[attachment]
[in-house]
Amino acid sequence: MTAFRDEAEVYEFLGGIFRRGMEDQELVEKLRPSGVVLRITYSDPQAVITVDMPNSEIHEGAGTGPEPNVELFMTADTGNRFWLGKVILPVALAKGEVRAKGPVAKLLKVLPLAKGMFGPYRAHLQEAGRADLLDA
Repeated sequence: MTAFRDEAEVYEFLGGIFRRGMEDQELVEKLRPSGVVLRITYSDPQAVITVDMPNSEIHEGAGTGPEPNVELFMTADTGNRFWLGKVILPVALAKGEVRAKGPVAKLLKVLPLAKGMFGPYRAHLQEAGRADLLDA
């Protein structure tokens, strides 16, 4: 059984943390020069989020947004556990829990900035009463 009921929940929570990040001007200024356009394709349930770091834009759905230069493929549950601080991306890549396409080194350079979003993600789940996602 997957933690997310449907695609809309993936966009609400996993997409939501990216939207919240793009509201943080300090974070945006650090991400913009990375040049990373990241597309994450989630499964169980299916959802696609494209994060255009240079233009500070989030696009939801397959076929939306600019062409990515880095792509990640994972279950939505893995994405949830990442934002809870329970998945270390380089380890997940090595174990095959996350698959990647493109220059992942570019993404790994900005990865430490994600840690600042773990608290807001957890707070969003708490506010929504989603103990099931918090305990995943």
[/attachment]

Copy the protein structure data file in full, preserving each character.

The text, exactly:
[in-house]
Amino acid sequence: MTAFRDEAEVYEFLGGIFRRGMEDQELVEKLRPSGVVLRITYSDPQAVITVDMPNSEIHEGAGTGPEPNVELFMTADTGNRFWLGKVILPVALAKGEVRAKGPVAKLLKVLPLAKGMFGPYRAHLQEAGRADLLDA
Repeated sequence: MTAFRDEAEVYEFLGGIFRRGMEDQELVEKLRPSGVVLRITYSDPQAVITVDMPNSEIHEGAGTGPEPNVELFMTADTGNRFWLGKVILPVALAKGEVRAKGPVAKLLKVLPLAKGMFGPYRAHLQEAGRADLLDA
């Protein structure tokens, strides 16, 4: 059984943390020069989020947004556990829990900035009463 009921929940929570990040001007200024356009394709349930770091834009759905230069493929549950601080991306890549396409080194350079979003993600789940996602 997957933690997310449907695609809309993936966009609400996993997409939501990216939207919240793009509201943080300090974070945006650090991400913009990375040049990373990241597309994450989630499964169980299916959802696609494209994060255009240079233009500070989030696009939801397959076929939306600019062409990515880095792509990640994972279950939505893995994405949830990442934002809870329970998945270390380089380890997940090595174990095959996350698959990647493109220059992942570019993404790994900005990865430490994600840690600042773990608290807001957890707070969003708490506010929504989603103990099931918090305990995943």